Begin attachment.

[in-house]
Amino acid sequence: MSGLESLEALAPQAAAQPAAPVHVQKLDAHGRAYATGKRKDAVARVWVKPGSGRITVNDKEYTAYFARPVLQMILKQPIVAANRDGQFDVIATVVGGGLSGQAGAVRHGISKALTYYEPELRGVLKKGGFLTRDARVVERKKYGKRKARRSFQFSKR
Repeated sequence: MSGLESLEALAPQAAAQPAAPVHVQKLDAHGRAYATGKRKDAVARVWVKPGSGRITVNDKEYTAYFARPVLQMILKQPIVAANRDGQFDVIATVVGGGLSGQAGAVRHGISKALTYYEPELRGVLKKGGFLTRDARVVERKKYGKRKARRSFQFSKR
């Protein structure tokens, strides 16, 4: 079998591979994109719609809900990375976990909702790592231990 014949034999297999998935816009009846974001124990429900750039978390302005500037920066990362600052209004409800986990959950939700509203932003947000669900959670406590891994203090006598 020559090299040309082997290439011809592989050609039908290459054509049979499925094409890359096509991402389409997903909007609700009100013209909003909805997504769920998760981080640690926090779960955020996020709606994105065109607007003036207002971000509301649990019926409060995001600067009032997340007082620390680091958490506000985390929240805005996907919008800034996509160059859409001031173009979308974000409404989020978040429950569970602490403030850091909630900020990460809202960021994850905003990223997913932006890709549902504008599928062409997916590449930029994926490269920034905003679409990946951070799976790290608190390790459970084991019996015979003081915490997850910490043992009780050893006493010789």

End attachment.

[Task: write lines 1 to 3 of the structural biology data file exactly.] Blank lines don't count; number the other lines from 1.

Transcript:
[in-house]
Amino acid sequence: MSGLESLEALAPQAAAQPAAPVHVQKLDAHGRAYATGKRKDAVARVWVKPGSGRITVNDKEYTAYFARPVLQMILKQPIVAANRDGQFDVIATVVGGGLSGQAGAVRHGISKALTYYEPELRGVLKKGGFLTRDARVVERKKYGKRKARRSFQFSKR
Repeated sequence: MSGLESLEALAPQAAAQPAAPVHVQKLDAHGRAYATGKRKDAVARVWVKPGSGRITVNDKEYTAYFARPVLQMILKQPIVAANRDGQFDVIATVVGGGLSGQAGAVRHGISKALTYYEPELRGVLKKGGFLTRDARVVERKKYGKRKARRSFQFSKR